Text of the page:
6. A similar confusion exists with respect to the location of the altar and the place of the priest at the altar. From Christian antiquity, most churches had only one altar, and it was freestanding, meaning that the priest could walk completely around it during the celebration of the liturgy. This custom was retained in the Christian East by Orthodox and Catholics alike, but in the West the altar was gradually pushed back from the center of the sanctuary to the rear wall, in large measure to allow it to merge architecturally with the tabernacle. This change was later accompanied by adding additional altars to most churches, eventually yielding the custom of having three altars in each church. Even before the Second Vatican Council, though, pastors and theologians began to argue for a return to our own tradition of having but one altar in each church and insisting that it once again be freestanding. This was, in part, the fruit of the Liturgical Movement of the 19th and 20th centuries which reminded the Church, among other things, that the altar is the preeminent symbol of Christ in the liturgy. Accordingly, throughout the Western Church the old “high altars” found at the rear of the sanctuary were abandoned, changed, or replaced to allow the ancient and renewed custom of a freestanding altar. But just as this was happening, a novelty was introduced and attached to the newly detached altar: the custom of the priest and people facing each other across the altar during the Eucharistic Prayer — an innovation about which the Second Vatican Council said not one word. So, there is no essential connection between the liturgy of Vatican II, the freestanding altar, and the priest facing the people at the altar. In fact, even now the rubrics in the modern Roman Missal are written with the assumption that the priest and people are together facing liturgical East during the Mass.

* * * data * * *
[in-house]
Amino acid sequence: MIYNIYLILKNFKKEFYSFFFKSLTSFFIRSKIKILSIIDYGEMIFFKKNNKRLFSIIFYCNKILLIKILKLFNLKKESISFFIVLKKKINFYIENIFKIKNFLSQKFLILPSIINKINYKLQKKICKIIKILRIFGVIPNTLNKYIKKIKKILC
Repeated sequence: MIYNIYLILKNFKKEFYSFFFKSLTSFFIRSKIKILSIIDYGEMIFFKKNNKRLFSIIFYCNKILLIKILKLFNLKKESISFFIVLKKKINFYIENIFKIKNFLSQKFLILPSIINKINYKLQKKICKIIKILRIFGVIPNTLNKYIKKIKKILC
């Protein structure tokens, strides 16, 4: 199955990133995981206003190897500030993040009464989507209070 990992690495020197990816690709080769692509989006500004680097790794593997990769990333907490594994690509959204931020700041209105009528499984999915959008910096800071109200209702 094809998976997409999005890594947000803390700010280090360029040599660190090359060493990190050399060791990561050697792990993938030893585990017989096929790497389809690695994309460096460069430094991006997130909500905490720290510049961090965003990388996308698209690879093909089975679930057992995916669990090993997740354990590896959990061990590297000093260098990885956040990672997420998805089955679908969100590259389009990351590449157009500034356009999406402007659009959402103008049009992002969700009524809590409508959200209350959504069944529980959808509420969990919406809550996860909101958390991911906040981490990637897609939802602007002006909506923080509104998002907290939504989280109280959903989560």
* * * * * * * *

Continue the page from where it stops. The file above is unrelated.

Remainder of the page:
Why face East?
7. Praying in a sacred direction is a feature common in many religions. Think, for example, of Muslims who pray facing Mecca – a practice instituted by Mohammed, who initially had his followers pray facing Jerusalem. Following similar customs in Judaism, the idea of a sacred direction has been a part of Christianity since the beginning. The first Christians expected the return of Christ in glory to occur at the Mount of Olives, from where He ascended to His Father, and so it was a common practice for them during prayer to turn towards the Mount of Olives in Jerusalem. This practice later evolved into the general custom of preferring to face Jerusalem during prayer, and as the Church spread through the Mediterranean world, this notion further changed into a connection between the light of the rising sun and the glory of the returning Son. The seeds of this idea are planted throughout Scripture (e.g. Wisdom 16:28, Zechariah 14:4, Malachi 3:2, Matthew 24:27, Luke 1:78, and Revelation 7:2), and the early Church placed great emphasis on this point. St. Justin Martyr wrote in the second century “For the word of His truth and wisdom is more ardent and more light-giving than the rays of the sun, and sinks down into the depths of heart and mind. Hence also the Scripture said, ‘His name shall rise up above the sun.’ And again, Zechariah says, ‘His name is the East.’” And St. Clement of Alexandria was even more emphatic: “In correspondence with the manner of the sun’s rising, prayers are made toward the sunrise in the East.” (For a much fuller explanation of this theme, I recommend the splendid little book Turning Towards the Lord by Uwe Michael Lang, published in 2004 by Ignatius Press and introduced with a forward by Joseph Ratzinger.)